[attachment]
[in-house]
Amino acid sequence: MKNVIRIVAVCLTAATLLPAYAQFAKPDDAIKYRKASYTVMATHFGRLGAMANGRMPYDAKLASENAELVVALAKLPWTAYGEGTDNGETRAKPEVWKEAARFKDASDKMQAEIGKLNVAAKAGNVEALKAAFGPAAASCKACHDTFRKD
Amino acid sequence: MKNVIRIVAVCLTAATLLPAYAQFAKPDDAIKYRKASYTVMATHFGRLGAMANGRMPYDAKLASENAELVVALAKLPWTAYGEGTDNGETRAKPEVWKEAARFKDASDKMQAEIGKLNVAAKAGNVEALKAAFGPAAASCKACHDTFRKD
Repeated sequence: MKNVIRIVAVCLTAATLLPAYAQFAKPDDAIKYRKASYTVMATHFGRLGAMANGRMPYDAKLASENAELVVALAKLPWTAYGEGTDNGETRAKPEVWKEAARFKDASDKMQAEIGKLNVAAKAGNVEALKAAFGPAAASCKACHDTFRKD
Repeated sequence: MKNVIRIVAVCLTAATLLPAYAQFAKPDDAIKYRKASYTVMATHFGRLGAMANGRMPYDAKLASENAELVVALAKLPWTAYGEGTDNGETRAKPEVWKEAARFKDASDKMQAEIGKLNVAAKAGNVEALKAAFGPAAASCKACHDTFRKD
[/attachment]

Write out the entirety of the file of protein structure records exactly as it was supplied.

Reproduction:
[in-house]
Amino acid sequence: MKNVIRIVAVCLTAATLLPAYAQFAKPDDAIKYRKASYTVMATHFGRLGAMANGRMPYDAKLASENAELVVALAKLPWTAYGEGTDNGETRAKPEVWKEAARFKDASDKMQAEIGKLNVAAKAGNVEALKAAFGPAAASCKACHDTFRKD
Amino acid sequence: MKNVIRIVAVCLTAATLLPAYAQFAKPDDAIKYRKASYTVMATHFGRLGAMANGRMPYDAKLASENAELVVALAKLPWTAYGEGTDNGETRAKPEVWKEAARFKDASDKMQAEIGKLNVAAKAGNVEALKAAFGPAAASCKACHDTFRKD
Repeated sequence: MKNVIRIVAVCLTAATLLPAYAQFAKPDDAIKYRKASYTVMATHFGRLGAMANGRMPYDAKLASENAELVVALAKLPWTAYGEGTDNGETRAKPEVWKEAARFKDASDKMQAEIGKLNVAAKAGNVEALKAAFGPAAASCKACHDTFRKD
Repeated sequence: MKNVIRIVAVCLTAATLLPAYAQFAKPDDAIKYRKASYTVMATHFGRLGAMANGRMPYDAKLASENAELVVALAKLPWTAYGEGTDNGETRAKPEVWKEAARFKDASDKMQAEIGKLNVAAKAGNVEALKAAFGPAAASCKACHDTFRKD